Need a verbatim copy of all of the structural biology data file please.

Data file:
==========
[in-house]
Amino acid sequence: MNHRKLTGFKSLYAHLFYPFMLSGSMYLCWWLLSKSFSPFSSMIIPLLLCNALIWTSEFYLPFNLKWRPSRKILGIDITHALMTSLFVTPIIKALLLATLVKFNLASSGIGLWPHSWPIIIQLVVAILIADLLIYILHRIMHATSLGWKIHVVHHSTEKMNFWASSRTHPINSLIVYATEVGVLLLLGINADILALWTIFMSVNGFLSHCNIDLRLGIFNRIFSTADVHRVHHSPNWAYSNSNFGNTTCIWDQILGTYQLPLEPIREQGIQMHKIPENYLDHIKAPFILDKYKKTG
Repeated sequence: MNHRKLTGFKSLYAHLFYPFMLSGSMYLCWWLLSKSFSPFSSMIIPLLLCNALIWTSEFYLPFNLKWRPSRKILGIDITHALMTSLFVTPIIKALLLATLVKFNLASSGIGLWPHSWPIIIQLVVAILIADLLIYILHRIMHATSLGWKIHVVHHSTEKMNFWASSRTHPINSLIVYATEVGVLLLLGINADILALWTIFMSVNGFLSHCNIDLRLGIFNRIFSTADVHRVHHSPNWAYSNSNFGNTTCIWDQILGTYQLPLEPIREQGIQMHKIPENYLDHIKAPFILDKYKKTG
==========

[in-house]
Amino acid sequence: MNHRKLTGFKSLYAHLFYPFMLSGSMYLCWWLLSKSFSPFSSMIIPLLLCNALIWTSEFYLPFNLKWRPSRKILGIDITHALMTSLFVTPIIKALLLATLVKFNLASSGIGLWPHSWPIIIQLVVAILIADLLIYILHRIMHATSLGWKIHVVHHSTEKMNFWASSRTHPINSLIVYATEVGVLLLLGINADILALWTIFMSVNGFLSHCNIDLRLGIFNRIFSTADVHRVHHSPNWAYSNSNFGNTTCIWDQILGTYQLPLEPIREQGIQMHKIPENYLDHIKAPFILDKYKKTG
Repeated sequence: MNHRKLTGFKSLYAHLFYPFMLSGSMYLCWWLLSKSFSPFSSMIIPLLLCNALIWTSEFYLPFNLKWRPSRKILGIDITHALMTSLFVTPIIKALLLATLVKFNLASSGIGLWPHSWPIIIQLVVAILIADLLIYILHRIMHATSLGWKIHVVHHSTEKMNFWASSRTHPINSLIVYATEVGVLLLLGINADILALWTIFMSVNGFLSHCNIDLRLGIFNRIFSTADVHRVHHSPNWAYSNSNFGNTTCIWDQILGTYQLPLEPIREQGIQMHKIPENYLDHIKAPFILDKYKKTG